With these scenes captured mostly in whirling handheld shots by cinematographer Chung Chung-hoon (previously of Oldboy, It, and The Handmaiden), the technical workmanship would feel impressive were Wright's vision not so threadbare. Attempting to evoke David Lynch, Wright and screenwriter Krysty Wilson-Cairns (previously of 1917) set up pretty things and nostalgic ideals not with any credibly grounded sense of evocation, but instead as bowling pins just asking to be knocked down. Arranging the film's moral universe in tidy rows, Wright and co. seem to lack the gumption — and appetite for risk — to explore any real mysteries they can't specifically account for or control. Anything messy, sexy, too personal, or crass — that would be a liability to excise, even if it might add some actual texture to the work.

This isn't much improved upon when Last Night makes an effort toward complicating its proceedings, whether by letting its day-night realms run together, with visions intruding into real life, or by letting us know that Sandy's life wasn't actually so great once the lights came on. This bleed between spaces just tells us stuff like "nostalgia is a fraught enterprise" or "date someone who will listen" — things that we should all already know, at least on that didactic level. Suffering, too, from a crisis of credibility in both its diurnal depictions (fashion school is drug-free) and in its alternately grim and prettified nocturnal sequences, Last Night is ill-equipped to show either its character or viewer anything much about the realities, internal or external, of real life. Like its "artistic" lead character toiling away at a single fastidiously recreated dress, Last Night is a movie with a lot of fluffed-up gestures and nods to past work — whether Dario Argento's Inferno, Roman Polanski's Repulsion, John Carpenter in places — but not a lot to share itself. It comes as a welcome pivot, then, that the film allows itself to be tugged along by a more plot-based kind of mystery in its second half before, after two long hours, laying itself to rest.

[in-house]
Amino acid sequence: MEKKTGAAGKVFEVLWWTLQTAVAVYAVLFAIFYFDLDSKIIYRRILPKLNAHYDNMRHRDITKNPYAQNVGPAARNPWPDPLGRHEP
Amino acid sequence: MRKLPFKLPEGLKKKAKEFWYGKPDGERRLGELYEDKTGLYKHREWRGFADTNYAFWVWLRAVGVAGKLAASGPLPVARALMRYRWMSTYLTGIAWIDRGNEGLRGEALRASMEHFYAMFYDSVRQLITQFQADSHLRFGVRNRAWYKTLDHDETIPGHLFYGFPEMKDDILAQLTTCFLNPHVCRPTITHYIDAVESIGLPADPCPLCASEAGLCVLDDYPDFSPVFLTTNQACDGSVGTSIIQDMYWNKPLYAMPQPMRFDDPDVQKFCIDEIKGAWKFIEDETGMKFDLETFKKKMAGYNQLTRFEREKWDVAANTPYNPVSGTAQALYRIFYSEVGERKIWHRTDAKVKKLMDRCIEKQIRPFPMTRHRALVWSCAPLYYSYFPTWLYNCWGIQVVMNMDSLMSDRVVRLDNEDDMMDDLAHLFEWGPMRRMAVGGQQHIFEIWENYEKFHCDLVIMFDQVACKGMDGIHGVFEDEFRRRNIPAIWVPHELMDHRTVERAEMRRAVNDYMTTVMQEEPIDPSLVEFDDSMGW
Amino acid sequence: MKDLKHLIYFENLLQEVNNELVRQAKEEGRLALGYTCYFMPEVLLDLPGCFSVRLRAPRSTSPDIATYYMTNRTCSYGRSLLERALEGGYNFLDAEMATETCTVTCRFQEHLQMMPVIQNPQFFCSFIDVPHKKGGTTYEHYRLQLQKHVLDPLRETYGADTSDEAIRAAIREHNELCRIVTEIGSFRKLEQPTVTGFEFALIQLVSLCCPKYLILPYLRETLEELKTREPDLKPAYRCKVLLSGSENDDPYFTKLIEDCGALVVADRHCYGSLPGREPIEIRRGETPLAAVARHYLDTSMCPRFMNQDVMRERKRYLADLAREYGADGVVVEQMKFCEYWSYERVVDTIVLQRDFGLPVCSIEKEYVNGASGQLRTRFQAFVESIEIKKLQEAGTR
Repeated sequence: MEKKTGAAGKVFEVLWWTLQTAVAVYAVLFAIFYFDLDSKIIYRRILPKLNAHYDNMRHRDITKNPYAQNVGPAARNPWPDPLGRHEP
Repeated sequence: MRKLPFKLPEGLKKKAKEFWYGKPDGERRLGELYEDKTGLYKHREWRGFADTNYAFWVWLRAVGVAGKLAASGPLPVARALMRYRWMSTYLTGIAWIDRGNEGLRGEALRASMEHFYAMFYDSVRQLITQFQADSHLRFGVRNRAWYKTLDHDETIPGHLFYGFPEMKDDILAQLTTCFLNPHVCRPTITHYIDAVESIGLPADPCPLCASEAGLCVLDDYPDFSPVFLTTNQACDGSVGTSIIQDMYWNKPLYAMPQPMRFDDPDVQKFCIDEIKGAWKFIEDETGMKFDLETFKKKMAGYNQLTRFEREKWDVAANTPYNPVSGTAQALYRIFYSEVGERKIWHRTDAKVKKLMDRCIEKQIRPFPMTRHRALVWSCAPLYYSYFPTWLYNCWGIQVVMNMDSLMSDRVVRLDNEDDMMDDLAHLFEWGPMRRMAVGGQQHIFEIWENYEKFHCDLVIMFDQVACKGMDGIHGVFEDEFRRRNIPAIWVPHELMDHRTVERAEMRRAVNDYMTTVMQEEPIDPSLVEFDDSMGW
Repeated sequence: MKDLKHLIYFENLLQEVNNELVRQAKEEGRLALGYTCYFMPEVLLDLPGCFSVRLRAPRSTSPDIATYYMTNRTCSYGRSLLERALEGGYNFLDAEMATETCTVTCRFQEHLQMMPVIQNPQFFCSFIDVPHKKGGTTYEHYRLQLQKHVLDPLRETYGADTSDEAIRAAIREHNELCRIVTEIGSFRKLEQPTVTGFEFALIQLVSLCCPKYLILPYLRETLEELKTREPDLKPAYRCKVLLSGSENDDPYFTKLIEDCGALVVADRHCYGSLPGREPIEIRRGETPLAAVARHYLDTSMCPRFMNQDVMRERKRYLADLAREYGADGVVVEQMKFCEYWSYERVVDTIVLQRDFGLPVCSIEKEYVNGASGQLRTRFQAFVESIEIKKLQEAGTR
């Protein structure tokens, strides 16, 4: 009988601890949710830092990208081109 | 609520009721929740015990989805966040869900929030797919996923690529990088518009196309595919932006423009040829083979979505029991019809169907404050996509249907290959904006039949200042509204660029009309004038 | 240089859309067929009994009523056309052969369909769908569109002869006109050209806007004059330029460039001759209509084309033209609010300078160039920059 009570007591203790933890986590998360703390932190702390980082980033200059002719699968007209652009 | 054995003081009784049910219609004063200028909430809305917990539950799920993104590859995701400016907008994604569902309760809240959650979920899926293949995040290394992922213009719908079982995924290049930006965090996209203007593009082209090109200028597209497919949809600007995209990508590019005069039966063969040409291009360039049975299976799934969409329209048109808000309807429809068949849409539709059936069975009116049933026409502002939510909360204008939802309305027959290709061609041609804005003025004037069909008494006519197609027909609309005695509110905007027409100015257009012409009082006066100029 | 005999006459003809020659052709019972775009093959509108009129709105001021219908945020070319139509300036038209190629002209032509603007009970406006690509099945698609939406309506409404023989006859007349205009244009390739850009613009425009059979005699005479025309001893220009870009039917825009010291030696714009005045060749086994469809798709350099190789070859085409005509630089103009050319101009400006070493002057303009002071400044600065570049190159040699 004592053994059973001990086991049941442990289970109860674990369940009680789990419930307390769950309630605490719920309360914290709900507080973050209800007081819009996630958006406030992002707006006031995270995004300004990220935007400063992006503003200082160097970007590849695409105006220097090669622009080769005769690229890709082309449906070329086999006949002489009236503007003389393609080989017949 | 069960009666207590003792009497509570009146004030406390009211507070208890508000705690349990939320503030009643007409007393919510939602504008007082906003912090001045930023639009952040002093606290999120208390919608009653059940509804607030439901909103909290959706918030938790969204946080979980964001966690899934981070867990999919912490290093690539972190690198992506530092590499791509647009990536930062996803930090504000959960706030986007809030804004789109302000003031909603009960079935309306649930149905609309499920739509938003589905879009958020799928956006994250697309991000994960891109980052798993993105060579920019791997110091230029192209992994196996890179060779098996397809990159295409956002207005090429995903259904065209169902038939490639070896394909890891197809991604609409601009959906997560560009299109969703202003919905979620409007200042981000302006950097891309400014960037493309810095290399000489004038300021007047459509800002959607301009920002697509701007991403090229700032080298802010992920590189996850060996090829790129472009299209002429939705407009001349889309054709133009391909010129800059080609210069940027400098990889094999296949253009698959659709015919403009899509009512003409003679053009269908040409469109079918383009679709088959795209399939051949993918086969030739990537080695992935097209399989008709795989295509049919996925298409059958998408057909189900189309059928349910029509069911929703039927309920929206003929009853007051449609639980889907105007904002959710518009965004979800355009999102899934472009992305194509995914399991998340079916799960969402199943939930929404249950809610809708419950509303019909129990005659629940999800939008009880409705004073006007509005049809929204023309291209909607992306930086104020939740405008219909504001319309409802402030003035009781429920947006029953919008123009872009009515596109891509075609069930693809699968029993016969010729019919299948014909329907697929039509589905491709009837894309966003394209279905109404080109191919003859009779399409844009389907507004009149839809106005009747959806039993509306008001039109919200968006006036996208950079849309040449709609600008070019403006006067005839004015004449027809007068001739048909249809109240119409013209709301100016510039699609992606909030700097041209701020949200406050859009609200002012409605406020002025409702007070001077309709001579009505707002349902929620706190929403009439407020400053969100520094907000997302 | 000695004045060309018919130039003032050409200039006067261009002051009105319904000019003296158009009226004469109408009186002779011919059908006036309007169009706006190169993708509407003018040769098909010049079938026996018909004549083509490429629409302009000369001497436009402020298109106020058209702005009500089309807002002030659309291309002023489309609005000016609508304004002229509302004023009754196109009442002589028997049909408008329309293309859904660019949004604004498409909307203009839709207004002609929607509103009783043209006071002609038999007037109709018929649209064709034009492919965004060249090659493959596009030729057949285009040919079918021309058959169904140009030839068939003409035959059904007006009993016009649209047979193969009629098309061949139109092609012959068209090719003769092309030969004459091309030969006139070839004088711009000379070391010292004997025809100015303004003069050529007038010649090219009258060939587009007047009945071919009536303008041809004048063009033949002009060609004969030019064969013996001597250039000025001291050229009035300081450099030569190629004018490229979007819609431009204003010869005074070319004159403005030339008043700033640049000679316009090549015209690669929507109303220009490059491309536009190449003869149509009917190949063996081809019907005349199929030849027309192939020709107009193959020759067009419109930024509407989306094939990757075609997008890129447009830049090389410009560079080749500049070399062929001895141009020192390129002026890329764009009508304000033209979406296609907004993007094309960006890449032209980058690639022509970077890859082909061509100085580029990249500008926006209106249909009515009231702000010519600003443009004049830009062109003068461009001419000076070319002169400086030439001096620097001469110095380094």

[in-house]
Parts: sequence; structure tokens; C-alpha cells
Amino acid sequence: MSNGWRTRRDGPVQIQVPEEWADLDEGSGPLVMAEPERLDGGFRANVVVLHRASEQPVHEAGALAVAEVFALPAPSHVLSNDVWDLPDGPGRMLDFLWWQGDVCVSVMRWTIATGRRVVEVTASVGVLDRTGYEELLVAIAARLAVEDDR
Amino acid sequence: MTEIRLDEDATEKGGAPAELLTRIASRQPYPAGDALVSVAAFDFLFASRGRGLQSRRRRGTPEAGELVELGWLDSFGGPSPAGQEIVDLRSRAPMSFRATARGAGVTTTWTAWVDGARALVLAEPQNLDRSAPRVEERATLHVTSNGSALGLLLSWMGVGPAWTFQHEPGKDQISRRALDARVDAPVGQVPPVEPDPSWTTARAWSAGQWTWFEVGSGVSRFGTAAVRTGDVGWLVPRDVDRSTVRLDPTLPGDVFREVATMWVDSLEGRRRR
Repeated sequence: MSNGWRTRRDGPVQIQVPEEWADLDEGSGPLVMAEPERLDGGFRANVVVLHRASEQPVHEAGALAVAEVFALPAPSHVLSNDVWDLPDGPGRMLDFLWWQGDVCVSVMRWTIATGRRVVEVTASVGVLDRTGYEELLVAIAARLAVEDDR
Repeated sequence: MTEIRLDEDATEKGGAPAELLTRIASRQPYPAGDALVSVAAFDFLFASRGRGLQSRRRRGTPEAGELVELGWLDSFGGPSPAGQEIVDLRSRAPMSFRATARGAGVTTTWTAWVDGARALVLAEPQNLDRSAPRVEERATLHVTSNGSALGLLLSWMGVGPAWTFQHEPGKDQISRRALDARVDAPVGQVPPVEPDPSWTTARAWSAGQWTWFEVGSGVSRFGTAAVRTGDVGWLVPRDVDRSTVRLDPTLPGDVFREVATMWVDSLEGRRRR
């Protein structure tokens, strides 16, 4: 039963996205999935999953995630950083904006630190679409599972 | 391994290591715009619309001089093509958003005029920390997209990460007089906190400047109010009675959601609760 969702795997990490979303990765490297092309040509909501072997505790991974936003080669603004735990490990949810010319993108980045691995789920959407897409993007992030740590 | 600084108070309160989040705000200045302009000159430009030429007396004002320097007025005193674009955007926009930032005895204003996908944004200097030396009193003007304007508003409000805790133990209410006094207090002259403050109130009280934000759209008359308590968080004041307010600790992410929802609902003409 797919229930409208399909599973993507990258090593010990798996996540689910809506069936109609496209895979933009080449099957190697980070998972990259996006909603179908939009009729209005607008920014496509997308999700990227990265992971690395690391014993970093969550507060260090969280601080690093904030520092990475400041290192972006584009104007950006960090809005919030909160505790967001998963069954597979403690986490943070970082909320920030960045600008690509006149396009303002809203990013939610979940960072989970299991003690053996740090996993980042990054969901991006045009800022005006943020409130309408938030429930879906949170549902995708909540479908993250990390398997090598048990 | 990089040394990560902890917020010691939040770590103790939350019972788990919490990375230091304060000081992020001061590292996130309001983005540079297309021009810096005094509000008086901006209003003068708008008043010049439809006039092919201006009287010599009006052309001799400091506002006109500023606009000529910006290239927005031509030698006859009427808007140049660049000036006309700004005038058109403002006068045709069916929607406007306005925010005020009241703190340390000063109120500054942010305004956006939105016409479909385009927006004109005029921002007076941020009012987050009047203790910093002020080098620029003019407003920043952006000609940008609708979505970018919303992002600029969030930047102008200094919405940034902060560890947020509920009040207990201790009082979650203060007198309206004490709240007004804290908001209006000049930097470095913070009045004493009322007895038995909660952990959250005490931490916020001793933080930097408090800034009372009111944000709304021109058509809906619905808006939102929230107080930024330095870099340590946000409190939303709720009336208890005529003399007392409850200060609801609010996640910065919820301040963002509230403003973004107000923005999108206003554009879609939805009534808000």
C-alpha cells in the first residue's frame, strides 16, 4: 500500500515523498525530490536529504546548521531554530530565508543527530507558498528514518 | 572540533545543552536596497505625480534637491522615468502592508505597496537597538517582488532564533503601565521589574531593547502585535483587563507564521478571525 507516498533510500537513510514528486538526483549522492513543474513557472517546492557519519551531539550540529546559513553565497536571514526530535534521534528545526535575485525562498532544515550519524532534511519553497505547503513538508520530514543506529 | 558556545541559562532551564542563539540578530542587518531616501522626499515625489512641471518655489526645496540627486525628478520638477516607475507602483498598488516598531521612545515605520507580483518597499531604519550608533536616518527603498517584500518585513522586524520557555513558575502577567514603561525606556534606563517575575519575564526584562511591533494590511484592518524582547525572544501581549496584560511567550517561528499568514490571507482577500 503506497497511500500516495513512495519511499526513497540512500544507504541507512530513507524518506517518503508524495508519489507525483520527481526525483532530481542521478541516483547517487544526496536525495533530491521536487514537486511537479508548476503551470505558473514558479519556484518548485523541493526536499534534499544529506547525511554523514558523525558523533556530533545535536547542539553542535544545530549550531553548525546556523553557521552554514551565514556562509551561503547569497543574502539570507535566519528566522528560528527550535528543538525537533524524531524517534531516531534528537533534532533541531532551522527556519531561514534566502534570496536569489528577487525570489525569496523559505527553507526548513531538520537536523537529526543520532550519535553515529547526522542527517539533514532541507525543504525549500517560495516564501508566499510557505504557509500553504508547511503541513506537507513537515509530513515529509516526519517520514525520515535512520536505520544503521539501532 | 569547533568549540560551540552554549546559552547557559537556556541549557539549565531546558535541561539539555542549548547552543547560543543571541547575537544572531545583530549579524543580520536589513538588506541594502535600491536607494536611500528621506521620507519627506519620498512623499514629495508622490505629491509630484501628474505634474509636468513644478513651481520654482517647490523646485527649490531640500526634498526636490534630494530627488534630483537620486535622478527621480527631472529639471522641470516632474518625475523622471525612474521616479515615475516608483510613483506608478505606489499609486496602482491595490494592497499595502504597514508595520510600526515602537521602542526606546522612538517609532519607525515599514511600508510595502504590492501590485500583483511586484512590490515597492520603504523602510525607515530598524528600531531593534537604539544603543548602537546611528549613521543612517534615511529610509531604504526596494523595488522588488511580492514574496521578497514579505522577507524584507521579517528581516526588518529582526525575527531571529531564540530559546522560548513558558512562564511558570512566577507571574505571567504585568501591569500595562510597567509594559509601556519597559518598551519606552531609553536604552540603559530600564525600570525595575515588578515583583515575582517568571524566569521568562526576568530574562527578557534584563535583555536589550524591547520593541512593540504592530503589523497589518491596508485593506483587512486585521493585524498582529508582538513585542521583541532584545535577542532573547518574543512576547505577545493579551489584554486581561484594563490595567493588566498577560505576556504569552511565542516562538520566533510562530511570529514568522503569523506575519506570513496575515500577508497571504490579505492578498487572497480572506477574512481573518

Credibility and lifelike realism aren't what's required here, in any case; some expressive vision is, and in the works Wright nods to, a plot is often little more than an excuse for that. But the filmmakers lack the willingness (I won't say courage) to move into charged transgressive and personal spaces, which might offer some idea of an artist's inner life — at least assuming they have one. Last Night could hardly be less evocative or even observant of its references or its proceedings, offering little more than a shrug as comment on matters of nostalgia. While its mirror tricks look just fine, they can't distract from its inability to pierce beyond the anodyne realities presented in their surfaces, which run no deeper than the chastest and blandest of marketing materials. What's shared here is a self-flattering, broadly sympathetic pose and not much else.